Aug 30, 2009
THINGS WE DREAD ABOUT PUBLIC SPEAKING
Arnel E. Genzola
Feeling a lump in our throat seems to be so common when public speaking strikes at the time we feel we are most unprepared for. A dry throat, shaky voice, trembling knees, sweating palms, and instant blushing are some of the thoughts that come to mind when we think of addressing a group of people. There’s also the misgiving of boring people or putting them to sleep. Even if we know there is nothing to be afraid of, we still shudder at the thought of blanking out or making a fool of ourselves in front of others. It shouldn’t be as scary as what we all thought it to be. Nervousness is not an enemy; it is our closest ally to befriend the things we dread about speaking before a crowd.
Perhaps you’ve scoured a lot of resources digging for tips and techniques to overcome the fear of public speaking. You have to acknowledge at the outset that the existence of fear is just but normal. It gets the adrenaline flowing and the rush gives extra drive; so, a healthy level of nervousness is encouraged. Everyone feels that same fear at certain intensity. Apparently, this is true even to those who are experienced speakers.
The lack of preparation always spells disaster. It is a sure-fire way to feed the jitters. Public speaking will be your greatest nightmare unless a commendable degree of groundwork will be executed prior. Once the gist of your talk is at hand, get the things you need to do out on a paper. Research and explore the subject matter as if it were a profitable idea and sort through every possibility until you hit your way to that goldmine of valuable bits and pieces of what you want to tell them. Know your audience as well as the material and think out of the box on how you want it delivered. One old belief that never fails to bring an atmosphere of new hopes for future speaking engagements if we get it through is,“Tell them what you want to tell them; tell them; and tell them what you’ve told them.” It goes to show that the first essential step in bringing down the tension and succeeding in speech-making is simply to prepare.
Run through your speech out loud to yourself or picture yourself on stage in front of family members or some friends. On no account you can read your speech to people because they all know how to read- talk to them. Visualize every detail down to what you are wearing, the gesture or body language you put across, where you stand and the utterances you express. You have to be observant on how your friends or family members look like or how they react to what you convey and the way they respond to the manner you say it. Vividly imagine a standing ovation when you finish if encouraging and confirmatory looks are obtained but solicit their opinions and feedbacks if otherwise. It goes without saying that this calls for practice, practice and practice.
Remind yourself of yourself. Be who you are when you are up on a podium. Always be the first-class version of your own self and not the second-rate adaptation of someone else. We had heard speakers after speakers- from the remarkable to the extraordinary, the greats and the illustrious and the distinguished and the famous whose trademarks had left us with things worthy of emulation. However, we still need to wear our own self. Many people try to imitate other great speakers’ distinct ways; but they seemed to have disregarded that if they try to become a different person, they will feel uncomfortable and the audience will know they feign it. By simply being you, an inimitable character is surely out in the making.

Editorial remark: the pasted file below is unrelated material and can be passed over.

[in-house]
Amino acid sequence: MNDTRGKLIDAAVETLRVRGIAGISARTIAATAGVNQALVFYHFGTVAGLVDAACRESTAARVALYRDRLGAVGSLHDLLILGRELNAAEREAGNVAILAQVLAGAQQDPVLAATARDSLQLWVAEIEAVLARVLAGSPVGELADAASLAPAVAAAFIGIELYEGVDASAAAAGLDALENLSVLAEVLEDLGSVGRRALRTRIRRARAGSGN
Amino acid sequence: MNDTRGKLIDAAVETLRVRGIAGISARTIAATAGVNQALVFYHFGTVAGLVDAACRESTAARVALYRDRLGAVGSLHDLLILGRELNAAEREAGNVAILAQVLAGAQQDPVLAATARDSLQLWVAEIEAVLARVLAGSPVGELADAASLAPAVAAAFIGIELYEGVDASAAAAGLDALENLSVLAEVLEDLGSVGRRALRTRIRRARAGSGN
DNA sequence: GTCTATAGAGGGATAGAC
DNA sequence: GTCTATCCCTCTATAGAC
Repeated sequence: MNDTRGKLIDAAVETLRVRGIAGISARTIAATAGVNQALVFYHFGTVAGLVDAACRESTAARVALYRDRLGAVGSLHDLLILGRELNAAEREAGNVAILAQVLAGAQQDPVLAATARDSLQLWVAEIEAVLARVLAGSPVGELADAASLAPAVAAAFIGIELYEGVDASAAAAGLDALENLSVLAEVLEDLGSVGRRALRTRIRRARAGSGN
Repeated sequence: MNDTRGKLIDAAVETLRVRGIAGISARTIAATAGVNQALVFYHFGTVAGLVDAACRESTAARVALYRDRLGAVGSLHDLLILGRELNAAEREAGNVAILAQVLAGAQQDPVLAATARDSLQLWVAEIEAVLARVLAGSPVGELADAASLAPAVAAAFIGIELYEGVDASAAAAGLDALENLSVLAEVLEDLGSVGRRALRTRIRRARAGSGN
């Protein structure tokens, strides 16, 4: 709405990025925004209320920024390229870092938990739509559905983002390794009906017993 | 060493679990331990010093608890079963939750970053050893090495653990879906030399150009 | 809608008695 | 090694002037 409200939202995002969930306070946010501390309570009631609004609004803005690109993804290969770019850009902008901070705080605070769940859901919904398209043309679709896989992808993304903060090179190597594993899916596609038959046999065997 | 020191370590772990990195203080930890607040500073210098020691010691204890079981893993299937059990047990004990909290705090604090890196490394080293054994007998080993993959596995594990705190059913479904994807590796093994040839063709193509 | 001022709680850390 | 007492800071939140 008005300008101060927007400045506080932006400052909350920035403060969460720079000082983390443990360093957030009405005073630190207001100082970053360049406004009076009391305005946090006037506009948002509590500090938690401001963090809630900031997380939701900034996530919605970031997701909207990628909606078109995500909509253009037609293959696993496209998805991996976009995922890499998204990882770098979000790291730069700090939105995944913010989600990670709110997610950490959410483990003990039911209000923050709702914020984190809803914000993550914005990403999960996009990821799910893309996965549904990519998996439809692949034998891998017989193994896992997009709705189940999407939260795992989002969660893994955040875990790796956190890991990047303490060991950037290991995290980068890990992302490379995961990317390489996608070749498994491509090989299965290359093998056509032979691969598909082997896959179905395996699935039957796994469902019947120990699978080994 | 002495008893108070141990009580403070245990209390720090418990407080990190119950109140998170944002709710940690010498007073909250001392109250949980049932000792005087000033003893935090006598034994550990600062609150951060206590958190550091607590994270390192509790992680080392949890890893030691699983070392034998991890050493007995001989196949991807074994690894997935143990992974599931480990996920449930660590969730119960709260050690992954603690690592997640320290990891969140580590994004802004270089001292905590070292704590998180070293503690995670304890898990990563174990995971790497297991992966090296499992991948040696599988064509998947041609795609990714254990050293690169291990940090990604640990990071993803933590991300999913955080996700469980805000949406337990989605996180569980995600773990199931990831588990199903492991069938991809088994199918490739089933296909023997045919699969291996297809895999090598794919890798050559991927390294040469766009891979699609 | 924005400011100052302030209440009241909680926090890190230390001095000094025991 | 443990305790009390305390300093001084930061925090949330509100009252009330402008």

Relax, cast off your inhibitions and enjoy your audience. Maintain eye contact and connect with your spectators. Yiddish proverb has it, “The eyes are the mirror of the soul.” They certainly are. This is one non-verbal skill which often speaks louder than our words. A tone of confidence is exuded when you sustain eye contact. It bridges the sincerity of our intimate thoughts and ideas to the minds of those they are spoken to. Apart from this, breathing is also as important as maintaining eye contact. Breathe deeply and get the air to come from your diaphragm or else voice tremors will give your speech a raspy and shaky quality. Our voice is the gauge of our self-confidence since it encourages trust. Unnecessary gestures and distracting mannerisms such as poor posture, inaccurate articulation, showing of the tongue, biting the lips, swaying of the hands, vocalized pauses (such as “uh,” “ah,” and “umm.”) etc., must also be avoided. If you want to convey confidence and power, eliminate these disturbing and inappropriate gestures.
Adding the list of what spurn people from pubic speaking is making a mistake. Nothing really bad happens if you make a slip-up. A blunder humanizes you and makes you more likable to the listeners. Taking the challenge on speaking is like putting yourself on a lion contest. Just because you stutter or you blanked out doesn’t mean you don’t know how to roar. There is always a room for speech upturn only if we recognize a slump at some point not as a dead end but as a momentary speech downturn which is part of what makes us find our way around to better our skills. Everyone in the audience had dealt with the creeps of public speaking so they’ll understand.
Finally, exposure, exposure, and more exposure! Keep throwing yourself into the big dome and in no time at all- your potential, talent and ability will find its way to come out in the open. Never toss away an opportunity to speak because exposures will disentangle yourself from the spell of speech anxiety. There is no other way to empty one’s glass of fear but to gulp each speaking opportunity that comes at times in rarity. So every chance you get, take it away because it will certainly drain that fear and fill you with brimming confidence!
Article source: http://eslarticle.com/pub/teaching/speaking-listening/2771-things-we-dread-about-public-speaking.html